Renewables Engineering Islay – May Diary
As the end of our year-long project approaches there has been no slowing down here in Port Ellen….
Again, we were delighted to have our mentor, Neil Chattle, visit the school at the end of April. He toured the school to see what the children had been up to and looking at displays of their work. The children in nursery with Alison Logan were very keen that he see the boat that they’d built…and check out the tadpoles! In the afternoon Neil introduced all the children to jet engines and let them assemble amazing model engines used by apprentices at Rolls-Royce. There was lots of adrenaline running in the competition to see which team could assemble their engine fastest.
Learning about Solar Energy
P1/2/3 and Maggie Harrison have been finding out about life in rural Africa. Having read the story of Handa’s Surprise they have investigated what it’s like to live in rural Africa and how homes there don’t have electricity. Evie’s mum came in to talk to the class about her experience of living in a remote part of Tanzania and she showed the children a kerosene lamp that people might use to light their homes. The children learned how solar energy might be helpful. They built models of African homes and added solar panels and lighting – a great addition to the sand tray which was full of wild animals. They also built and tested solar ovens!
The Boy who Harnessed the Wind
Also thinking about how renewables could be used in developing countries were P4/5. They read The Boy Who Harnessed the Wind by William Kamwamba. Everyone was amazed that this was a true story of a 14 year old boy. Scott said I was surprised it was a real story. I think the boy was sad when everyone called him crazy but he showed resilience and kept working on his idea. Kate Brown used the story as a novel study and the children worked in groups to understand more about living in rural Malawi. They then watched William Kamwamba as an adult presenting his story to an audience. Kate was amazed about the impact this had on the children in her class and told us I heard one of the children at a family party tell everyone about this amazing real life story of a young boy in Malawi and the incredible things he did to help feed his village.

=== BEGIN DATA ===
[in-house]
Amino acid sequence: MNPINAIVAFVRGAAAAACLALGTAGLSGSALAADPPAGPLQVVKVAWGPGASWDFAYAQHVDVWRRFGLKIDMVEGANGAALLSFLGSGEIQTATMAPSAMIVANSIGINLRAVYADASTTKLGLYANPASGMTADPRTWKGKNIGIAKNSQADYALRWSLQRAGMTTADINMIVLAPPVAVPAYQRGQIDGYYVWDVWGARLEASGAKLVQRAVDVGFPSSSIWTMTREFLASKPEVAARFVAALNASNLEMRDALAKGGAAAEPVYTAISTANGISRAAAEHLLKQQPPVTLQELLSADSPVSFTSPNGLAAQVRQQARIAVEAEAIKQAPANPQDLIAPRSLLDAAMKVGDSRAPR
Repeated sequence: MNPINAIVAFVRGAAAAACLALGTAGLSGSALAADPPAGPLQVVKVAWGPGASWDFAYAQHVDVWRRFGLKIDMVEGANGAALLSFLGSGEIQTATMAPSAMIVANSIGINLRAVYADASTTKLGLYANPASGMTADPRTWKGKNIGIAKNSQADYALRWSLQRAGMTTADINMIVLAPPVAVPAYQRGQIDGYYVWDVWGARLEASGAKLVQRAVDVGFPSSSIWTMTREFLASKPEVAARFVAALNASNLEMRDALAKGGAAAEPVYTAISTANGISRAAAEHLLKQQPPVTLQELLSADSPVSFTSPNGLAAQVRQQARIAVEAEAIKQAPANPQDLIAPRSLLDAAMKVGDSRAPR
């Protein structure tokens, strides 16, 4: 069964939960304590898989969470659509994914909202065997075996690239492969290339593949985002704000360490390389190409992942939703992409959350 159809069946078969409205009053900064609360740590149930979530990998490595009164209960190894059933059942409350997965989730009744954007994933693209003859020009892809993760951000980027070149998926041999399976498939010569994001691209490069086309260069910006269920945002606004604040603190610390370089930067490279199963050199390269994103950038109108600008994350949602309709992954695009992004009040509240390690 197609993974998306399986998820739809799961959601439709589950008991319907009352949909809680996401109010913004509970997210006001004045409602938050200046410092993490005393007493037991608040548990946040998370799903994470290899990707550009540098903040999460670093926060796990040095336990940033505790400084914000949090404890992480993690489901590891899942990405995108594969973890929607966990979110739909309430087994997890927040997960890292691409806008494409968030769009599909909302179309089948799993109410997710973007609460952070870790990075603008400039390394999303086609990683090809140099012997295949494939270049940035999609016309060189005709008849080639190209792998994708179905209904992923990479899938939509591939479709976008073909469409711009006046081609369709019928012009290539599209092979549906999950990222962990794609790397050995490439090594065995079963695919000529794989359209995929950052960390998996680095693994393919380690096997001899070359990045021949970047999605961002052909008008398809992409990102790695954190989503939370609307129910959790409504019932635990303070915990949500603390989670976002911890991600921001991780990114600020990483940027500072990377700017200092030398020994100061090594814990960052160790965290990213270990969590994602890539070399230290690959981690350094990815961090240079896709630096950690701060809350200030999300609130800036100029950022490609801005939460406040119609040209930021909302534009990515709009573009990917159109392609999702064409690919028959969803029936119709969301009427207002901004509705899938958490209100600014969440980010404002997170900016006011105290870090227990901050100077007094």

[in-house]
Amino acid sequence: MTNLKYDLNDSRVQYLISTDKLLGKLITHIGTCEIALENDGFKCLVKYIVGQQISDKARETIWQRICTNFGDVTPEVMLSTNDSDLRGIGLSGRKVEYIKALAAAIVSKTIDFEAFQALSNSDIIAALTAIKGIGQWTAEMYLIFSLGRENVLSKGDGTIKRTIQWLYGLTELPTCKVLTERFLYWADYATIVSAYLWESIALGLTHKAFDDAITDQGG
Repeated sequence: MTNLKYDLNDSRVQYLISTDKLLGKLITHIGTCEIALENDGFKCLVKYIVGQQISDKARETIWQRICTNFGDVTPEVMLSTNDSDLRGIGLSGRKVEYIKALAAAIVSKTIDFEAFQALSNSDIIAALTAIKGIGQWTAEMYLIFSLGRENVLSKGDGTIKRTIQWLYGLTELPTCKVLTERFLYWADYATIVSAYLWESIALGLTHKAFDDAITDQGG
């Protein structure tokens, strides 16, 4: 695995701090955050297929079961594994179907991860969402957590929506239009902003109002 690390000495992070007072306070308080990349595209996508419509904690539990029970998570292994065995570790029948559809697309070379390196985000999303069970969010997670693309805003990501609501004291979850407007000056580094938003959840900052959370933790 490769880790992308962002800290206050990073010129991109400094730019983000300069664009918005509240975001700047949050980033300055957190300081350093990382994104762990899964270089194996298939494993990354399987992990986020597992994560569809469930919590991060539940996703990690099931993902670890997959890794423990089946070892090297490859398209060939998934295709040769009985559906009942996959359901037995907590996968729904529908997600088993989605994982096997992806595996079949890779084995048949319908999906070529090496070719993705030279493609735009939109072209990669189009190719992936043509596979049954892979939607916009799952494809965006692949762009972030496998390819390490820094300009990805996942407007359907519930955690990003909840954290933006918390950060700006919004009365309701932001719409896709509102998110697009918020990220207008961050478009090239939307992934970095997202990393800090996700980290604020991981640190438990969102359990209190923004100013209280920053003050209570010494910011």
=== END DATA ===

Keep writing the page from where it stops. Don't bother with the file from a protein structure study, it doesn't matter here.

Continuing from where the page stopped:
Gael Force Test Run
Kate Brown and the group from P4/5 tested their floating wind turbine, Gael Force, for the Knotts to Watts competition on the day that the Rolls-Royce media team visited. It was typically wild, wet and windy! The dads who had been involved in supporting the build were just as keen to see if it worked on the sea….and they were not disappoionted. The group are looking forward to seeing how the device performs in the giant wave tank when they go to Glasgow in June.
This month Jo Clark’s class have focused on climate change, who it affects and how we can help. They have looked at the carbon footprint of different countries and heard stories about women around the world who are working to help communities adapt to climate change. Rowan said I was surprised climate change doesn’t affect everyone equally. Poorer countries are more affected by severe weather than we are, which isn’t fair because rich countries are contributing more to climate change. Now they are working on inventions that can help save people from climate events around the world. They created climate change spiral poems for the visit of author and scientist Nicola Davies, who writes stories for children with an environmental theme.
We are Engineers
One of the main aims in the project was to raise the profile of engineering among our children. This is already showing some impact. Primary 6&7 carry out Endeavour projects every year; long term projects chosen by the children which are ambitious, look at developing new skills and have to be shared with the local community at the end. This year our focus on engineering has led to some interesting project choices. Sophie is currently building a hydraulic robot arm as part of her Endeavour on biomedical engineering. I chose this project because I think girls should be able to do engineering and I would like a job that helps people. Taylor has built a model Haynes combustion engine as part of his project on mechanical engineering; To build the model was ambitious and challenging and Donald is learning about electrical engineering and has built a capacitor circuit to store energy for the P123 class solar lights in their African huts. The same impact is being seen throughout the school. In nursery Erin asked Alison Logan Are we going to be engineering today? Jo Clark also arranged for P6/7 from Port Charlotte Primary to visit Port Ellen for some paper plane engineering!
Although this will be the final diary entry we will keep you updated on our upcoming events and continued progress with our project. George Dean is organising to take P1/2/3 to see the hydro dam, wind turbine and solar panels at the Gaelic College now that the weather is better and these younger children have a better understanding of renewable energy. The team are planning a large community event to share our journey on 29th May and Maureen MacDonald has been in discussion with BBC Alba to come along and film. Maureen is also in discussions with the council and liaising with the Islay Energy Trust about the possibility of us installing a wind turbine in the school,– a lasting legacy from this project
We have not spent any money this month so we still have £3280.99 in the budget. Alison and Maggie are planning to to buy some additional construction material for the Pre-5 unit and some solar lighting for the school; remaining money will go towards our legacy projects.